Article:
For those who’ve been stealing Netflix logins from their parents, exes, and other gullible types over the hard years, the streaming gargantua officially announced on Thursday that its new, less costly subscription tier, Basic with Ads, will arrive on November 3.
The cheap seats will cost $6.99 per month when the new plan goes into effect here as well as in Canada, Australia, Brazil, France, Italy, Germany, Japan, Korea, Mexico, Spain and the UK.
Netflix notes that the ad plan is merely an option, and that for those who’d prefer not to hear from insurance lizards right before they find out who survives the Dalgona Cookie Challenge, “current plans and members will not be impacted.”
Basic with Ads will not, however, include everything that comes with the service’s current $9.99 Basic monthly plan offers.
Basic with Ads not only includes four to five minutes of commercials per hour—with each ad running between 15 to 30 seconds—Netflix says that “a limited number of movies and TV shows won’t be available due to licensing restrictions, which we’re working on.”
Additionally, ad-level subscribers will have “no ability to download titles.”
Netflix promises advertisers, meanwhile, that their commercials will “reach the right audience and ensure our ads are more relevant for customers” through targeting algorithms. “Advertisers will also be able to prevent their ads from appearing on content that might be inconsistent with their brand (e.g. sex, nudity or graphic violence).”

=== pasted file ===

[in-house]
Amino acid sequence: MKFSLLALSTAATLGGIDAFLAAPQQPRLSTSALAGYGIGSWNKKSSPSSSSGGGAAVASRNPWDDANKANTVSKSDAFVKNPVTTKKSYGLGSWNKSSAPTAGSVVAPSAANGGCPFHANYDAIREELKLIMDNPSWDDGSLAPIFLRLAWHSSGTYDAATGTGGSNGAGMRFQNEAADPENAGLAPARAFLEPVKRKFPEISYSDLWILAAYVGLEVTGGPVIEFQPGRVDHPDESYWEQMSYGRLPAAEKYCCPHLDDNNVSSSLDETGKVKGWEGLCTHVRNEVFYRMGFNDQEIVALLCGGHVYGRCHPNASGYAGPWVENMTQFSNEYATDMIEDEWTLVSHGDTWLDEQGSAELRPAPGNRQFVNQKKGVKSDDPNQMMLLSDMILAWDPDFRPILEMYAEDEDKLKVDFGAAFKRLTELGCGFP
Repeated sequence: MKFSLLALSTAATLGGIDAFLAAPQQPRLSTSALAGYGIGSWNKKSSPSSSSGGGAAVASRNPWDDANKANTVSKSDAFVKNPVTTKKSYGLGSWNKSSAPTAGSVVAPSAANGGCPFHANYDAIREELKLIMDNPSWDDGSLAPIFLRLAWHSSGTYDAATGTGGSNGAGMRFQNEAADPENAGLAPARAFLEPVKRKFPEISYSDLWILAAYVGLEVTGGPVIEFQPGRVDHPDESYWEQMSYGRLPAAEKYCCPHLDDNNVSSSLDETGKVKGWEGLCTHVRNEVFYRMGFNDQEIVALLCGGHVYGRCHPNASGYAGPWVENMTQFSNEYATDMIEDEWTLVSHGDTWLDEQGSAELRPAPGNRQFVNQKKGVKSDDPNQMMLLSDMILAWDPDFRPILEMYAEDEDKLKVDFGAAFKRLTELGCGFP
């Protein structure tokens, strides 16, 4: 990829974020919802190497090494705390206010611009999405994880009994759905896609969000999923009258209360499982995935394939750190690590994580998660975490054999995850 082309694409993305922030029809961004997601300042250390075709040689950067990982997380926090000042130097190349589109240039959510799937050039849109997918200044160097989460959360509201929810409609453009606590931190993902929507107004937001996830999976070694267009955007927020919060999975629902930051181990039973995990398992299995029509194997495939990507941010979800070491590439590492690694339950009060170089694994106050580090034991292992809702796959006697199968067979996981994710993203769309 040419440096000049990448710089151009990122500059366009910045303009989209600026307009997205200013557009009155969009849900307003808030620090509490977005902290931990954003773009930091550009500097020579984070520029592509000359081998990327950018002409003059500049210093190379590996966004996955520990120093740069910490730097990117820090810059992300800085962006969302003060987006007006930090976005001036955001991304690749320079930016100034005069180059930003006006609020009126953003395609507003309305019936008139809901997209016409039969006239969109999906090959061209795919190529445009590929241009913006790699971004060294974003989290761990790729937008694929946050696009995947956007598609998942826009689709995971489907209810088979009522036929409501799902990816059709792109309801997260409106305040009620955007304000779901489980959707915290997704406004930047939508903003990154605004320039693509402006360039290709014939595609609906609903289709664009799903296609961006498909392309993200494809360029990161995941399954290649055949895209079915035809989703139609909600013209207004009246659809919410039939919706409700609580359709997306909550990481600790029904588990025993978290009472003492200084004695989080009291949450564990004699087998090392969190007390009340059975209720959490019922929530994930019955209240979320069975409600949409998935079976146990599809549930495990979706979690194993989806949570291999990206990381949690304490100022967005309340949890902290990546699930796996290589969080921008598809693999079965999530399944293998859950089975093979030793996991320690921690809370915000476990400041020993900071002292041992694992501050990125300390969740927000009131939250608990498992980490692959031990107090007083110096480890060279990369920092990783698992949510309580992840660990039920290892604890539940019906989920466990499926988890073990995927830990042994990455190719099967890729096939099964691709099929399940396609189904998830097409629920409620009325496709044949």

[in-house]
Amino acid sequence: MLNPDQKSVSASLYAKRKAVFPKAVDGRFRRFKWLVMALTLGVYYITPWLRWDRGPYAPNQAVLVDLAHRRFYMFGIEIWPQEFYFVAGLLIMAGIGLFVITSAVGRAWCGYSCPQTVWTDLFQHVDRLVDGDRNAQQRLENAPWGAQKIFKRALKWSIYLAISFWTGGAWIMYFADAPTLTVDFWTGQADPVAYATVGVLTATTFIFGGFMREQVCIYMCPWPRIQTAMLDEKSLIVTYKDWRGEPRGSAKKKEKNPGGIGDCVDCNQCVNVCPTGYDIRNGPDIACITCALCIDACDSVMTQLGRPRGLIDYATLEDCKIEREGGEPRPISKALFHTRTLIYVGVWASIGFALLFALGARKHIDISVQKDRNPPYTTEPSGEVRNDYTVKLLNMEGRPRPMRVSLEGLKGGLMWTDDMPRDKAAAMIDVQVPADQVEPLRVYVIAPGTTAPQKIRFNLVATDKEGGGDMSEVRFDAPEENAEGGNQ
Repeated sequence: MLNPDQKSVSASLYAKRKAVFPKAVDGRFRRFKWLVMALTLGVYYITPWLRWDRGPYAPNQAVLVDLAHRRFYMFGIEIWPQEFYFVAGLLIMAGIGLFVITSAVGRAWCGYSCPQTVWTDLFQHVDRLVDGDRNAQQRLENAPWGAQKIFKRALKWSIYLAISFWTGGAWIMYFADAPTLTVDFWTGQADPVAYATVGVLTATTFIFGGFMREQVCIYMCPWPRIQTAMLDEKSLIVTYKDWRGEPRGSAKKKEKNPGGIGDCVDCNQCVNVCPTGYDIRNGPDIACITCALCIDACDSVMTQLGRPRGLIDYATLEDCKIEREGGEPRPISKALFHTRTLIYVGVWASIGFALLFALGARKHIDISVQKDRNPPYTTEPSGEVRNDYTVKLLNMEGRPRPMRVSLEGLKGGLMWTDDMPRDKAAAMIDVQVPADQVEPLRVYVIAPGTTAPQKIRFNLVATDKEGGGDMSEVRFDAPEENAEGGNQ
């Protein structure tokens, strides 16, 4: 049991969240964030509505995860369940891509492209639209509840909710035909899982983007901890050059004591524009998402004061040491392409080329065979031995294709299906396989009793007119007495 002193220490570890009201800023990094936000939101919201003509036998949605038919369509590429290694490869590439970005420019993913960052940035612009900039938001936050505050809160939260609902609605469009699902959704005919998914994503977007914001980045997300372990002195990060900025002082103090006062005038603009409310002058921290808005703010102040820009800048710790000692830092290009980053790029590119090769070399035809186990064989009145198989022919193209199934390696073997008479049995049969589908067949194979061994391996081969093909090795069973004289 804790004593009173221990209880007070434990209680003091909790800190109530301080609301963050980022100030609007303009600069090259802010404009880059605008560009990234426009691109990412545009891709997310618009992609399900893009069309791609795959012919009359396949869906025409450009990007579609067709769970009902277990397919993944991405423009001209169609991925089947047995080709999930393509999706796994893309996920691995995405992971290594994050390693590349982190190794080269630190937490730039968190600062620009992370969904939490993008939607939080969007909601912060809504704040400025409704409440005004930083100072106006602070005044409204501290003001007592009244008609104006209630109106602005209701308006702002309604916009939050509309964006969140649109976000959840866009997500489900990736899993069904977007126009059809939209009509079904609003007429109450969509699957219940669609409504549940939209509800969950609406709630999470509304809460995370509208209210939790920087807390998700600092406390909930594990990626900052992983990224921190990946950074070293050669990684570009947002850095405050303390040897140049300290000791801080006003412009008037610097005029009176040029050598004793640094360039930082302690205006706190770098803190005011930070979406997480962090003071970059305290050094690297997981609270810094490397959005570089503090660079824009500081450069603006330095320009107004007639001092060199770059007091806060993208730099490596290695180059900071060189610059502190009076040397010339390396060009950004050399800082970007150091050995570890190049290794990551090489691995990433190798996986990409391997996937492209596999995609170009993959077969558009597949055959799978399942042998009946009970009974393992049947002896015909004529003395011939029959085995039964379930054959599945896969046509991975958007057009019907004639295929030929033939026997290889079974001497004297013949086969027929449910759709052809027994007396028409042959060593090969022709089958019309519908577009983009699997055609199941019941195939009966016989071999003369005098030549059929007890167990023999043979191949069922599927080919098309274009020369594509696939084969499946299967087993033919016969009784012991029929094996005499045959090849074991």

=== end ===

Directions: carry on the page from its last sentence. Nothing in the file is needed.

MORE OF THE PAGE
The company also said that it is working with ratings tracer Nielsen in the U.S. in 2023 to ensure “advertisers understand how Netflix can reach their target audience.”
And boy do they mean it! In order to sign up for the cheapo service, Netflix states: “Starting in November, signing up will be easy — visit , and register with your email, date of birth, and gender to get started.”
CEO Reed Hastings hinted at an ad-based subscription plan in April, contrary to his previous insistence that the service would remain free of commercials.
“We… are advertising free,” Netflix said in a letter to shareholders in 2019. “That remains a deep part of our brand proposition.”